The quirky Cinema Museum is a popular venue for film screenings and talks, and there are two longstanding local repertory theatres, the White Bear Theatre and Ovalhouse. The White Bear Theatre is currently undergoing a period of refurbishment and will reopen in September 2016. Pullens Yards studios, with its picturesque 1870s built live/work units, is home to artists and craftspeople.
- There’s a Tesco supermarket on Kennington Lane. The nearest Waitrose is in Vauxhall.
- Locals love the weekly farmers' market held on Saturdays in the serene courtyard of the Georgian St Mark’s Church, while the always bustling East Street Market on Walworth Road is good for fruit and veg shopping.
- New Covent Garden Flower Market is just down the road, where you can buy flowers and plants at wholesale prices.
- Visit the farm animals at Vauxhall City Farm and check out a range of workshops, as well as a horse riding centre offering discounted rates to local children.
- Durning Library on Kennington Lane is housed in a grand Victorian building and holds events for young and old alike.
If the tiny hidden squares and greens that make Kennington special aren’t enough for you, Kennington Park is a Green Flag award winning green space. The old common, a site of political demonstrations and public executions, it was enclosed in 1852 becoming an urban park where you’ll find mature trees, an old fashioned flower garden and cafe, as well as playgrounds, tennis courts and an all weather pitch for hockey and football.
Kennington on the river
Kennington is excellently placed for some of the best cultural experiences in the Capital. It’s a mere 15 minute walk to the South Bank, the heartland of The Thames, and its theatres, galleries and concert venues, while the Tate Britain is within walking distance, too. Closer to home, The Riverside and Souk River Lounge offer locals the chance to indulge on the river front, whilst a riverside walk showcases the current development taking place in Nine Elms.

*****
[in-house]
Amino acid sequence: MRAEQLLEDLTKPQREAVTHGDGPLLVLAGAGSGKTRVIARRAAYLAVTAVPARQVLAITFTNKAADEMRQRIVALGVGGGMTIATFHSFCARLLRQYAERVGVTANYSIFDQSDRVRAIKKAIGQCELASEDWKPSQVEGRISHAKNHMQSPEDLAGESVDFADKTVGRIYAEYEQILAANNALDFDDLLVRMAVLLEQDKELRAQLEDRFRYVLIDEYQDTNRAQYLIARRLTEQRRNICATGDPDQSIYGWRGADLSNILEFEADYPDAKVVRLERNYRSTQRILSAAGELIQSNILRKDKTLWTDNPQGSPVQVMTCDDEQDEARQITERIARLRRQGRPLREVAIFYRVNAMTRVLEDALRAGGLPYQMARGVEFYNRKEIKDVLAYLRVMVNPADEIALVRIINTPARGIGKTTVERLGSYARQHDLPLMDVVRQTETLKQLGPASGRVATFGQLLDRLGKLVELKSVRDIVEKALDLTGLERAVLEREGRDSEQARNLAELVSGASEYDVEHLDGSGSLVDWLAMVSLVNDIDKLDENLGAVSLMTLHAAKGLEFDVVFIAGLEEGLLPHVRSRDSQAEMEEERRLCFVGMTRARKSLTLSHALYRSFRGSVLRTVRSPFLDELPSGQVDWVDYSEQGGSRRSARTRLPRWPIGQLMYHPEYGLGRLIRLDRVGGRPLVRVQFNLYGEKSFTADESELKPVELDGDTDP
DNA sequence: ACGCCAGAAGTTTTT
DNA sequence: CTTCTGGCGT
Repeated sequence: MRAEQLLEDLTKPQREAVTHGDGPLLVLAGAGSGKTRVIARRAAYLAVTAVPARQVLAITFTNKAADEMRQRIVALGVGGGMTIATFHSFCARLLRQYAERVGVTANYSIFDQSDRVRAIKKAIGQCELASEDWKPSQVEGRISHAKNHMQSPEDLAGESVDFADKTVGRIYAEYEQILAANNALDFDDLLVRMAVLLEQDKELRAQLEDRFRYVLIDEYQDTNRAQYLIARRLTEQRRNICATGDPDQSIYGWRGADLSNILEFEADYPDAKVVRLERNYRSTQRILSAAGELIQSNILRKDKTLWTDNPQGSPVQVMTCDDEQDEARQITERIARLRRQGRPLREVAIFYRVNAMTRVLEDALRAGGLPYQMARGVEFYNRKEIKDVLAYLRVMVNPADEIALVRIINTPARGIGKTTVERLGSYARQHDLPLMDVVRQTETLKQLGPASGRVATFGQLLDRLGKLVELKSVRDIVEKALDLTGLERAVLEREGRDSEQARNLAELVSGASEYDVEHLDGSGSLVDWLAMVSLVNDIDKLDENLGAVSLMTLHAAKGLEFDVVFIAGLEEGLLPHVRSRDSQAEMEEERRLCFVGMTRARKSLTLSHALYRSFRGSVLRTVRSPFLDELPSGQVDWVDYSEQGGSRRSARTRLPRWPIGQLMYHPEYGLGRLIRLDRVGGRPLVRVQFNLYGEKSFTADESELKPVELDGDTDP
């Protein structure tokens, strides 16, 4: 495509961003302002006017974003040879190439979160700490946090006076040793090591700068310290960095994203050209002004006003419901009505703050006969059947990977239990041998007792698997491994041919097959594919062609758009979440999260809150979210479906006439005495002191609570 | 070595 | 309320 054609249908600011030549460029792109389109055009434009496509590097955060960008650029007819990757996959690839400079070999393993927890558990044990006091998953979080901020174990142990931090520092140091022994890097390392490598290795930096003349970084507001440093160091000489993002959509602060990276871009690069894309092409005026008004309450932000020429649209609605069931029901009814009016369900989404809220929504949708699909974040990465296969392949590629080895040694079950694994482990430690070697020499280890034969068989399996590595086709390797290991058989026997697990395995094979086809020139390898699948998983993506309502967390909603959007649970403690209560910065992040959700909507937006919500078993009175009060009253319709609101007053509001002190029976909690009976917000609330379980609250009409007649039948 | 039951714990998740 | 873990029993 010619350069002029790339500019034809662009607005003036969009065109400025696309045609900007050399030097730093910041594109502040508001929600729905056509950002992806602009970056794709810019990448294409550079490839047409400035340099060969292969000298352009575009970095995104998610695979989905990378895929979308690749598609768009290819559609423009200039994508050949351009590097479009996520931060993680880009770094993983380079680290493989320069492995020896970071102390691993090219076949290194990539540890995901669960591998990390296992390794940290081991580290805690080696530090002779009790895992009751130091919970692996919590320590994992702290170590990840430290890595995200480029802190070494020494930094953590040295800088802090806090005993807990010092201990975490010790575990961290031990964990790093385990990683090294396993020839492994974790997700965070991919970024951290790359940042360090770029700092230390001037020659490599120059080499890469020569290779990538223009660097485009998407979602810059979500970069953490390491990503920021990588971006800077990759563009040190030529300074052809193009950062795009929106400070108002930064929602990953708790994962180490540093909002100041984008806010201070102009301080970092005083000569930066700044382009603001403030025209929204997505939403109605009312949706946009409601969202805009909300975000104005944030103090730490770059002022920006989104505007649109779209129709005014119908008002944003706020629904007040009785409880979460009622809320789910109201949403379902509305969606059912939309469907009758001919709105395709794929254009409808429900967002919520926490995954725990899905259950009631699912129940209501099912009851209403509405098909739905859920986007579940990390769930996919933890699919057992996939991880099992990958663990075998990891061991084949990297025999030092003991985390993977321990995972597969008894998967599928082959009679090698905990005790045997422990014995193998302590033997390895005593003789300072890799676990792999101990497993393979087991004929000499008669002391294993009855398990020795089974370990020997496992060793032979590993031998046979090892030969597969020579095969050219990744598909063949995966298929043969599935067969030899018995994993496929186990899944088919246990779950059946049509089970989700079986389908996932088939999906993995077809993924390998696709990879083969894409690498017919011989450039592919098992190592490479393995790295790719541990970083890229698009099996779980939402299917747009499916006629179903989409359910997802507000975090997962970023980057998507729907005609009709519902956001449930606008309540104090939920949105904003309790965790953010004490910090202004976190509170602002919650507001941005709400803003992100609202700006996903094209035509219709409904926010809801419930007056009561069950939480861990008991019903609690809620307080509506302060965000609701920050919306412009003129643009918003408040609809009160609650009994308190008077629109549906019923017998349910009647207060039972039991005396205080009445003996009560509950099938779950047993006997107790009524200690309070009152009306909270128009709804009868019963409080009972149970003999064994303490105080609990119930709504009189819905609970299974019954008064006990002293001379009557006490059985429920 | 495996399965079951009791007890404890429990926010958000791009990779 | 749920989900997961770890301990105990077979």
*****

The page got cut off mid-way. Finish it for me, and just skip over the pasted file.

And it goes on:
Find out more about the perks of living on the river here.
Warehouse conversions are common as development has expanded along the river. The Corniche, three residential towers designed by Foster + Partners and incorporating 253 apartments, was recently built on Albert Embankment.
Tube: Kennington locals have the choice of three Tube stations. On the Northern Line, Kennington and Oval stations are both in Zone 2. Nearby Lambeth North is on the Bakerloo Line and is in Zone 1.
Road: Once you’re out of the traffic on the busy A3, it takes under an hour to reach the M25, or 40 minutes to get to the M1 if you’re heading north.
Bus: The area is extremely well connected. Buses from Kennington Oval and Kennington Cross serve several areas in south London including Brixton, Crystal Palace, Streatham and Tooting. Travel north via the 133 (to Liverpool Street), 59 (to King’s Cross) and 159 (to Marble Arch).
Cycle: For many locals, cycling is their main mode of transport. It only takes 15 minutes to cycle to Charing Cross and, even if you don’t have your own bike, Kennington has several Boris bike docking stations. Cycle Superhighway 7 from Morden to the City runs through Kennington.
Getting away: London City Airport is only 45 minutes away via the DLR and Northern Line. Trains to Gatwick take less than an hour.
Kennington is extremely well served for schools, whether you’re looking for a state primary or a top independent secondary. Some local favourites for younger children include Archbishop Sumner and Vauxhall Primary. At secondary level the Lilian Baylis Technology School has consistently performed well, along with Archbishop Tenison’s, which at sixth form level specialises in the arts. Those looking for independent schools usually look to Clapham and Dulwich, or the highly regarded Westminster School (boys’ secondary level with co-ed sixth form), next to Westminster Abbey.